Old Buildings and Stores

The building known as “Penny’s” – or “Downtown Florist” at the corner of East Main and S. Sandusky Sts. was built in 1893 by J. D. Cook to house his clothing store.  Mr. Cook bought the lot from Dr. L. B. Sperry for $4,100. early in the year; Charles Wolk built the building for $5,000; and Cook’s Clothing store opened in September.

Historian Bill Oddo chronicled a story about Mr. Cook as he reminisced in later years about his business success:  “A competitor opened a store across the street and started advertising good men’s suits at $9.50.  We came in with $9.48.  He reduced to $8.50, we to $8.48; he $7.50, we $7.48.  We then wired to a company to send us 100 men’s suits at $5.00.  They came and were of excellent quality.  We advertised them at $6.45.  The sale was a tremendous success.  The competitor folded up and left town.”
Cook’s carried clothing for the entire family in what came to be called the “Big Store”.  The business was sold in April, 1914.  The next owner moved across the street in 1927, into the east side of the ‘Ben Franklin’ store .

The Cook building then became the J. C. Penney store, which anchored the corner for more than 40 years, until 1982.   For at least 30 years, there were no cash registers in the Penney store; all sales transactions were handled from the office.  Clerks filled out a sales slip and put it with cash or store charge card into a metal cylinder, which sailed up to the office on a wire, where it was processed and any change sent back to the sales floor in the cylinder.  It was only after a fire in 1958 or 1959 that point-of-sale cash registers were added to the floor.
Society member Georgine Koch worked in the J. C. Penney office for 22 years. Georgine worked for three store managers:  Mr. Jones, Mr. Donohue and Mr. Bankus.  She recalled that every year on J. C. Penney’s birthday, there would be cake for the staff and customers, and Mr. Penney lived to be 90 years old.  A photo of J. C. Penney hung on the office wall, and moved with Georgine when the store closed in 1982. When the department store closed, Georgine moved the catalog business into a store on the north side of Main Street (between the Ruffing store and R&R Drug Store) and managed that store for 5 years, until 1987.  (The catalog store was just one of the casualties that resulted from the loss of 800 jobs in Bellevue when the local GE plant closed.)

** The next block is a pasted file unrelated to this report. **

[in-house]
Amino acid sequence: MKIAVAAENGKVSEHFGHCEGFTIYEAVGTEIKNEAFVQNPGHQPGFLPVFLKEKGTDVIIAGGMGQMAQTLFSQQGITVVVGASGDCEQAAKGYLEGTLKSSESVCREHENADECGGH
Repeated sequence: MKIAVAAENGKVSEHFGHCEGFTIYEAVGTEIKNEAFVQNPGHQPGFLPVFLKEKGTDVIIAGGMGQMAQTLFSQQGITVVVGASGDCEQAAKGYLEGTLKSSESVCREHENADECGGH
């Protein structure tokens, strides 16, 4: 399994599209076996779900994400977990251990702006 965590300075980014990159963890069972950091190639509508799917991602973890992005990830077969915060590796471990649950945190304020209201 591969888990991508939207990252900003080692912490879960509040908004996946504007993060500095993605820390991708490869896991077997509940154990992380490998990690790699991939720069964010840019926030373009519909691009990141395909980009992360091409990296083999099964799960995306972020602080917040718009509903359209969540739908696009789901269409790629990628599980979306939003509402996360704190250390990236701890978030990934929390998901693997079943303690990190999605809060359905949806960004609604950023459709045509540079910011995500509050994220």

The building’s next life evolved into an upstairs apartment over the store.  Mike Wireman moved his florist shop in and lived upstairs. Mike sold both business and building to Downtown Florist.   It downsized, so the store was empty again in 2011.
Current owners, Michael and Jennifer Mazzaro, are giving new life to the building.  They revamped the apartment and moved in, making it easier to work on the building in their spare time.  The renovation is ongoing and the refinished hardwood floors on the main floor are gleaming again.  With the buildings on the opposite corner gone, the east wall was revealed, and needed attention.  Mr. & Mrs. Mazzaro are working with the recently-formed Emerging Leaders group and have agreed to provide that wall as a ‘canvas’ for a downtown Mural, an ambitious project that can happen with support from the Bellevue Community.

Window decorations change monthly, and are a treat, thanks to Jennifer’s imaginative ideas.  A large fiberglas squirrel named Gilbert anchors the western-most window, and next year, residents and visitors can look forward to their new business, “Gilbert’s Place”.  The adaptive reuse of this great old building sets a good example and adds new life to Historic Downtown Bellevue.  The Bellevue Historical Society applauds you, Mr. and Mrs. Mazzaro!